Working in the department of mobility and infrastructure within a regional government, we work closely together with our five largest cities to ensure that a lot of the work we do in mobility is on an integrated level.
Like our public transport colleagues, we work on innovation within public transport, making use of opportunities, smart mobility, Mobility-as-a-Service (MaaS) and so on. We have programmes in smart mobility that are developing in some really interesting ways. Most importantly, our work with smart concepts is part of an adaptive programme. We made the decision to run this programme for 10 years with a budget of €1.2 billion in the south of the Netherlands together with national ministry of transport, largest cities and province of Limburg. This equals the National Road Authorities budget for infrastructure, so is a substantial amount for smart mobility.
It’s impossible to plan for every specific detail 10 years in advance, therefore we were conscious to set up a programme that could adapt and change to meet the needs of our region at any point. Our mantra is ‘learning by doing’ and we’re doing this on many different levels. We have subprogrammes working on partnerships with existing industry, asking them to test their tools, services and vehicles on our infrastructure and in real life. Every year, there’s an open call to industry, looking for the best solutions or the latest innovative app. With Mobility Lab we are also looking to all kinds of start-ups and scale-ups to give them the opportunity to test their stories in real life. After all the big tech companies of today, the likes of Google, Amazon, Facebook and so on, were the start-ups not so long ago. Our work sees us continually collaborating with others; for example, my colleagues in public transport who look to Mobility as a Service as a way to improve passenger services also look to our smart mobility programme to find out what ideas and innovations we have that could improve their services.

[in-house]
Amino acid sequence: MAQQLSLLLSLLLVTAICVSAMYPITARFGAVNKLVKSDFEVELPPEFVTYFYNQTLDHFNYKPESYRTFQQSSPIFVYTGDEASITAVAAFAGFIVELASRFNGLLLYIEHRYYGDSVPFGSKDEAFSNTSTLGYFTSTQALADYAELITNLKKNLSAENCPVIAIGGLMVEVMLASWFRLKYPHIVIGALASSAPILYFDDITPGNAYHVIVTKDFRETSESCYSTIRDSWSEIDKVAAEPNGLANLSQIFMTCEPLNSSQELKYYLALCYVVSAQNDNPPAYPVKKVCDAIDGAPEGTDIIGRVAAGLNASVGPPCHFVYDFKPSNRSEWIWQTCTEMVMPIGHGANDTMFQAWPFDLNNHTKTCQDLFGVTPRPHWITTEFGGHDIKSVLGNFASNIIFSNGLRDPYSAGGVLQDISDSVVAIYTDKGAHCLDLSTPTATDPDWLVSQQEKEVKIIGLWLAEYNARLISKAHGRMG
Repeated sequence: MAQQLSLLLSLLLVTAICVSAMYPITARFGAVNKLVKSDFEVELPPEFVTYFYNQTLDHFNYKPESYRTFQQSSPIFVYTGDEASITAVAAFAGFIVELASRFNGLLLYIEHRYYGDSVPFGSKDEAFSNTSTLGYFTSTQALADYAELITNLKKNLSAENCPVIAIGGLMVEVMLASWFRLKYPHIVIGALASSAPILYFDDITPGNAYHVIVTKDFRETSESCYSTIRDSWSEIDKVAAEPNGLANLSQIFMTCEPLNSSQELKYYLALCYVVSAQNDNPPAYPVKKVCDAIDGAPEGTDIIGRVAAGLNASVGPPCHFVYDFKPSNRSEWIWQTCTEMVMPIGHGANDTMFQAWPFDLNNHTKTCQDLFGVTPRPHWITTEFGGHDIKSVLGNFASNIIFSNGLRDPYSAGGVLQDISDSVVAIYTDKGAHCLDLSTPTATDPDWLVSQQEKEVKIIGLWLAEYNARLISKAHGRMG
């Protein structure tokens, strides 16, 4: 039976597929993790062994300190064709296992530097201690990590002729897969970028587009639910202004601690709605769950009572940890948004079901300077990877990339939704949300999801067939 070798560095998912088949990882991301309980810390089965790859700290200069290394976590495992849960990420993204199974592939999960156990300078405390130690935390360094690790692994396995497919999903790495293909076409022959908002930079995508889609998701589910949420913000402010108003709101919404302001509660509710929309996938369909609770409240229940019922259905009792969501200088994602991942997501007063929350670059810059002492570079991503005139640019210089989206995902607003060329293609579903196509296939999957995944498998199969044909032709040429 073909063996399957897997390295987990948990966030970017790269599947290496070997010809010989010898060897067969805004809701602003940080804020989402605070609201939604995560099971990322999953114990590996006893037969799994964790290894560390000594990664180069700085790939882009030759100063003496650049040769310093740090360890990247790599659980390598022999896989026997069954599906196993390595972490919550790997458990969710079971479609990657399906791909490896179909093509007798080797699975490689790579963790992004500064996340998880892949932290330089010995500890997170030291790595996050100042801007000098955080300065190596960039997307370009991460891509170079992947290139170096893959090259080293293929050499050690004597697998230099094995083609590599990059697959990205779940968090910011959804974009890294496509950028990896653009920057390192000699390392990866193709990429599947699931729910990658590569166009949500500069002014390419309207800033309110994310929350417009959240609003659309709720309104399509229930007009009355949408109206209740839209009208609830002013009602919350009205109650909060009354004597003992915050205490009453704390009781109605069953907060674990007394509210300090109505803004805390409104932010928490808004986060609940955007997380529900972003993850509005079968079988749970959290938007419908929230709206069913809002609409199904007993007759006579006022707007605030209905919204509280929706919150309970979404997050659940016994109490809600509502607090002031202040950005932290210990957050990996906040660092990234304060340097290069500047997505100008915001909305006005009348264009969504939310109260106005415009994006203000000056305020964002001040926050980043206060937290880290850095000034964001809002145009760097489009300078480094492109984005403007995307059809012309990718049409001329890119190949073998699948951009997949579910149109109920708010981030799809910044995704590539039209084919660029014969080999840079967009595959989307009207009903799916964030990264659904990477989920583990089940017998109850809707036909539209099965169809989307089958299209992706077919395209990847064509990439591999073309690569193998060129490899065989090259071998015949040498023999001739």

Crossovers and regional collaboration
There are all kinds of crossovers in terms of the programmes that are running throughout the region. An interesting one is a pilot due to begin in Breda in 2020 that uses on-demand shared electric cars which are already on the market, but that are autonomously driven. It is, of course, not autonomous driving at high speed through our cities, but it is autonomous travel of vehicles from charging points, to the location of people who order them at a pedestrian speed. We are already talking with people from the neighbourhood where the testing will take place, as placing this technology into real-life situations comes with very real risks; as you can imagine, the existing autonomous driving technology in these cars is relatively basic.
How to you balance technological innovation with implementation
Our focus is not so much on the technology itself, but rather on whether it works in a real-life environment. We want to gauge public perception and see how people react to it. As a regional government, our role is not rooted in technological innovation – we trust industry and universities to do that. The problem that we are trying to solve is the adoption of that technology, which is much more complicated.
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